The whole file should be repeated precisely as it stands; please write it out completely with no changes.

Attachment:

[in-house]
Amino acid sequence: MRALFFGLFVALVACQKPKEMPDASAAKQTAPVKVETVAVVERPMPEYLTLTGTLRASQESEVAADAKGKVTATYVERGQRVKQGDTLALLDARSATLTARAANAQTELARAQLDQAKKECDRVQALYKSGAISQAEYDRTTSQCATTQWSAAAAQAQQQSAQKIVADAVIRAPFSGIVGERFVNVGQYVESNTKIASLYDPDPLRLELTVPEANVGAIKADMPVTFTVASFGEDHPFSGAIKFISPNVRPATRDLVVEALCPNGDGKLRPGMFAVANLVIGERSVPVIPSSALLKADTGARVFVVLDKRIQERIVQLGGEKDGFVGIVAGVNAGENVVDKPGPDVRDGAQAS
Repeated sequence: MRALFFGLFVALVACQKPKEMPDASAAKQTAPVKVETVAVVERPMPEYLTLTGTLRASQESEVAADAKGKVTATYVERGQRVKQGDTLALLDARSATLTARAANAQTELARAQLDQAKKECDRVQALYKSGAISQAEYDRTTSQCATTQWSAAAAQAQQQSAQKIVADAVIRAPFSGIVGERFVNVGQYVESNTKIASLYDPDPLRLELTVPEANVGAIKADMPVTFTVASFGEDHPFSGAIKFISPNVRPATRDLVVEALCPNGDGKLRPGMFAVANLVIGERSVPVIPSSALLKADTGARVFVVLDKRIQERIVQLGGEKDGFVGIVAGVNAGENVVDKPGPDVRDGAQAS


[in-house]
Amino acid sequence: MRALFFGLFVALVACQKPKEMPDASAAKQTAPVKVETVAVVERPMPEYLTLTGTLRASQESEVAADAKGKVTATYVERGQRVKQGDTLALLDARSATLTARAANAQTELARAQLDQAKKECDRVQALYKSGAISQAEYDRTTSQCATTQWSAAAAQAQQQSAQKIVADAVIRAPFSGIVGERFVNVGQYVESNTKIASLYDPDPLRLELTVPEANVGAIKADMPVTFTVASFGEDHPFSGAIKFISPNVRPATRDLVVEALCPNGDGKLRPGMFAVANLVIGERSVPVIPSSALLKADTGARVFVVLDKRIQERIVQLGGEKDGFVGIVAGVNAGENVVDKPGPDVRDGAQAS
Repeated sequence: MRALFFGLFVALVACQKPKEMPDASAAKQTAPVKVETVAVVERPMPEYLTLTGTLRASQESEVAADAKGKVTATYVERGQRVKQGDTLALLDARSATLTARAANAQTELARAQLDQAKKECDRVQALYKSGAISQAEYDRTTSQCATTQWSAAAAQAQQQSAQKIVADAVIRAPFSGIVGERFVNVGQYVESNTKIASLYDPDPLRLELTVPEANVGAIKADMPVTFTVASFGEDHPFSGAIKFISPNVRPATRDLVVEALCPNGDGKLRPGMFAVANLVIGERSVPVIPSSALLKADTGARVFVVLDKRIQERIVQLGGEKDGFVGIVAGVNAGENVVDKPGPDVRDGAQAS